Bit:
Bit, a single bit holds one of two values: 0 or 1, therefore the combination of bits or 1’s and 0’s constitute, a byte when having 8 consecutive bits, thereby making it into a meaning combination and finally constituting a language. See Byte in this Glossary.

Blog, Blogs:
Blog, Blogs are logs in a journal or diary and the word is an abbreviation for weblog. Blogs are constructed and used in much the same way as websites. Blogs are constantly developing, although the main difference a blog has with a website, is that it allows designated comments by its readers. Also common to blogs are categories, archives and recent posts unlike a website. It is mainly a posting format as opposed to the page format that is deployed by websites. Although a blogging format can have pages individually as well as the page of posts it commonly follows. See Web log in this Glossary.

Blog host:
Blog host is a CMS or content management system. In the case of blogs there are both free and paid for hosts, with a large array of services. Examples are WordPress.org and WordPress.com. With the .org platform you own and pay for your domain name and pay for private hosting, with .com they own your domain name and do free hosting for you. With .org you can build a website out of a blog, but not with .com which is exclusively a blogging CMS platform. There are a number of other differences as well but these are the basics. See CMS in this glossary.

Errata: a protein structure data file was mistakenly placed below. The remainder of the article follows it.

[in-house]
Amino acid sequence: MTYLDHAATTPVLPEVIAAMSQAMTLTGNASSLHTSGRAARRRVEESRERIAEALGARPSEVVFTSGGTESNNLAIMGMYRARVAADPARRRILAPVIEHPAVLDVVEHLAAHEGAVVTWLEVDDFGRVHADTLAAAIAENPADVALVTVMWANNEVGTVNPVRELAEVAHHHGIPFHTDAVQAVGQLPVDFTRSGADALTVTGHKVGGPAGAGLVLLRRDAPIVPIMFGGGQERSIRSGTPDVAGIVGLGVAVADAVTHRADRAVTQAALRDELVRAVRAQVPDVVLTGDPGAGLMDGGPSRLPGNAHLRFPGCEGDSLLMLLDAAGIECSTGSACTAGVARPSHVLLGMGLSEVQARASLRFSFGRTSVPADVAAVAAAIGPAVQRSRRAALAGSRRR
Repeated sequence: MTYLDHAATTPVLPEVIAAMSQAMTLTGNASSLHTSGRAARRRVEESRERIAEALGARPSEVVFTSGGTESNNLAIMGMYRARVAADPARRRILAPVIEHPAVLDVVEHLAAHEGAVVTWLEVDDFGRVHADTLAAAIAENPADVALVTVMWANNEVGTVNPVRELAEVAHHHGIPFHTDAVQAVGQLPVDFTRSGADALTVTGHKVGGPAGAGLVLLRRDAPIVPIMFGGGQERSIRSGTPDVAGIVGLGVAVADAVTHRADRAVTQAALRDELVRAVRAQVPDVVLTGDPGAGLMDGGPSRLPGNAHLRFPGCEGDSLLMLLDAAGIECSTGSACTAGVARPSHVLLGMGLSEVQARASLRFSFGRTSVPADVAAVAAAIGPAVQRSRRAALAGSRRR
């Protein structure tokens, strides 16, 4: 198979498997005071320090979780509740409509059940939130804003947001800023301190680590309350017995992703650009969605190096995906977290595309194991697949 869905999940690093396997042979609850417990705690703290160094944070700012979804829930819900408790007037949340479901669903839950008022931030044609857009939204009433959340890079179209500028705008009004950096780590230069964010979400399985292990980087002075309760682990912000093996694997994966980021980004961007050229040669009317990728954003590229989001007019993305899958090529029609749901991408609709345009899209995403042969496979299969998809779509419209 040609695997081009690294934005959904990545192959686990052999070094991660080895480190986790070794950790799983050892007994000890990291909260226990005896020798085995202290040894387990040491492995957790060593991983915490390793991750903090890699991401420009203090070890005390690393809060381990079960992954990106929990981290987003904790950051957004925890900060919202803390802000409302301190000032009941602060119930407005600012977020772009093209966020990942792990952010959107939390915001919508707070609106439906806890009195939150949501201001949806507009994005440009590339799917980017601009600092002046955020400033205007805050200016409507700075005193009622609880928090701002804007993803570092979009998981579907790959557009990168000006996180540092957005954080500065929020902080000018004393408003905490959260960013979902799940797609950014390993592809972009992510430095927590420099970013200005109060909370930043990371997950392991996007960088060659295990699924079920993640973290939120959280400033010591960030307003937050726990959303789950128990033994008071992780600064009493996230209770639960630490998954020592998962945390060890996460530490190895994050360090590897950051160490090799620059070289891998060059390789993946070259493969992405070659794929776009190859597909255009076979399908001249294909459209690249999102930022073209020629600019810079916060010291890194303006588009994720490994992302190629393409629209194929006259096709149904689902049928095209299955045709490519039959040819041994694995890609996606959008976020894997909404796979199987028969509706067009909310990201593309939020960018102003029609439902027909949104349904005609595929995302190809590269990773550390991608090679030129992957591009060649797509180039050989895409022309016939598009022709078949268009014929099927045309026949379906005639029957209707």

Blogosphere:
Blogosphere although not to be defined as a sphere or dome, is loosely a term applied or adapted to the collective community of blogs and bloggers, much like atmosphere. Blogs chiefly being a social network as such, give the perception that they exist chiefly together and therefore constitute a blogosphere. This is derived if you will, from the logo-sphere community, created by these collective bloggers in cyberspace. It is good to know that the phrase blogosphere was originally coined as a joke.

Bookmark:
Bookmark is a Web page link stored in a favourite page or browser bar for quick and easy access or retrieval. See Favourite page in this Glossary.

Boolean:
Boolean is either “0” or “1” – “true” or “false, much like binary code, or the algebraic system of logic. This is a logical data type with two values used in programing languages like Pascal and Java. See Digital in this glossary.

Bootstrap:
Bootstrap is a process by which a small amount of code being a small program is used to initialize a larger amount of code/program or operating system. Best noticed from the racing sound that is heard when a computer is first switched on at start-up.

Bot:
Bot, also known as web robots are software applications created for multiple uses on the Internet. Bots are both helpful and destructive, depending on the applications programmer and purpose for which it was intended. Web spidering Bots are most used for things like information and script fetching from servers. Some other types are search bots, gaming bots, video bots, chat bots, spam bots, web scraper bots and malicious bots.